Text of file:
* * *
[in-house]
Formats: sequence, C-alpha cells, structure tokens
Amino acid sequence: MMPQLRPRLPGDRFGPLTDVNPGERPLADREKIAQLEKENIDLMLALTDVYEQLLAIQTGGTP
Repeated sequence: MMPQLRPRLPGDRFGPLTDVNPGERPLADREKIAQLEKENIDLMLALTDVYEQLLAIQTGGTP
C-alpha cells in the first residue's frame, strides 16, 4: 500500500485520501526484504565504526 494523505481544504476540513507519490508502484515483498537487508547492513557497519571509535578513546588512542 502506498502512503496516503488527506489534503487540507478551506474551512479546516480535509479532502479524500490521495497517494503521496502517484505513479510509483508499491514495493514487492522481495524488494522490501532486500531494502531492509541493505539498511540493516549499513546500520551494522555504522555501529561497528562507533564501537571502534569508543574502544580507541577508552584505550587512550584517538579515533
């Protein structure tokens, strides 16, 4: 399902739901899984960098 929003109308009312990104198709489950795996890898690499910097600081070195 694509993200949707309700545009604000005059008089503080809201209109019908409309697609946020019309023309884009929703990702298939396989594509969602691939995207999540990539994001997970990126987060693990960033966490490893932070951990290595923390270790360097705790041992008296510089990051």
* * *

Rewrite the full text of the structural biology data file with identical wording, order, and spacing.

[in-house]
Formats: sequence, C-alpha cells, structure tokens
Amino acid sequence: MMPQLRPRLPGDRFGPLTDVNPGERPLADREKIAQLEKENIDLMLALTDVYEQLLAIQTGGTP
Repeated sequence: MMPQLRPRLPGDRFGPLTDVNPGERPLADREKIAQLEKENIDLMLALTDVYEQLLAIQTGGTP
C-alpha cells in the first residue's frame, strides 16, 4: 500500500485520501526484504565504526 494523505481544504476540513507519490508502484515483498537487508547492513557497519571509535578513546588512542 502506498502512503496516503488527506489534503487540507478551506474551512479546516480535509479532502479524500490521495497517494503521496502517484505513479510509483508499491514495493514487492522481495524488494522490501532486500531494502531492509541493505539498511540493516549499513546500520551494522555504522555501529561497528562507533564501537571502534569508543574502544580507541577508552584505550587512550584517538579515533
């Protein structure tokens, strides 16, 4: 399902739901899984960098 929003109308009312990104198709489950795996890898690499910097600081070195 694509993200949707309700545009604000005059008089503080809201209109019908409309697609946020019309023309884009929703990702298939396989594509969602691939995207999540990539994001997970990126987060693990960033966490490893932070951990290595923390270790360097705790041992008296510089990051």